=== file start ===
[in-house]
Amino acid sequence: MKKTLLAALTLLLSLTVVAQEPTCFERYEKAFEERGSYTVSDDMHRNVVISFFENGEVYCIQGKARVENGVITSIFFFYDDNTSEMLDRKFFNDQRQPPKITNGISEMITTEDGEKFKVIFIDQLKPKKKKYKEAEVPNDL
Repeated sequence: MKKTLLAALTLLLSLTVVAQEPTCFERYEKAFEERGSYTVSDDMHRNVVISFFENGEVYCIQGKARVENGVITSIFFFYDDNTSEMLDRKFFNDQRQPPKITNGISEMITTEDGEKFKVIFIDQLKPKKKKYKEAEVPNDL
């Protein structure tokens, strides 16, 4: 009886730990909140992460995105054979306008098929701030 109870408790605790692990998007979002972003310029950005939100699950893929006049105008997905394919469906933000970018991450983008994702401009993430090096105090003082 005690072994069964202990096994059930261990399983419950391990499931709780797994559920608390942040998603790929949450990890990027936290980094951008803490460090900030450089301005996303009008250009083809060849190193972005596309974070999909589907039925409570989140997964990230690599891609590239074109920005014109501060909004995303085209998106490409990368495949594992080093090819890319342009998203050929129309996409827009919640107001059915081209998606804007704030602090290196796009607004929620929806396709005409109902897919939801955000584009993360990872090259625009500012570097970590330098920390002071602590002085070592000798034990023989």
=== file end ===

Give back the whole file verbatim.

[in-house]
Amino acid sequence: MKKTLLAALTLLLSLTVVAQEPTCFERYEKAFEERGSYTVSDDMHRNVVISFFENGEVYCIQGKARVENGVITSIFFFYDDNTSEMLDRKFFNDQRQPPKITNGISEMITTEDGEKFKVIFIDQLKPKKKKYKEAEVPNDL
Repeated sequence: MKKTLLAALTLLLSLTVVAQEPTCFERYEKAFEERGSYTVSDDMHRNVVISFFENGEVYCIQGKARVENGVITSIFFFYDDNTSEMLDRKFFNDQRQPPKITNGISEMITTEDGEKFKVIFIDQLKPKKKKYKEAEVPNDL
């Protein structure tokens, strides 16, 4: 009886730990909140992460995105054979306008098929701030 109870408790605790692990998007979002972003310029950005939100699950893929006049105008997905394919469906933000970018991450983008994702401009993430090096105090003082 005690072994069964202990096994059930261990399983419950391990499931709780797994559920608390942040998603790929949450990890990027936290980094951008803490460090900030450089301005996303009008250009083809060849190193972005596309974070999909589907039925409570989140997964990230690599891609590239074109920005014109501060909004995303085209998106490409990368495949594992080093090819890319342009998203050929129309996409827009919640107001059915081209998606804007704030602090290196796009607004929620929806396709005409109902897919939801955000584009993360990872090259625009500012570097970590330098920390002071602590002085070592000798034990023989």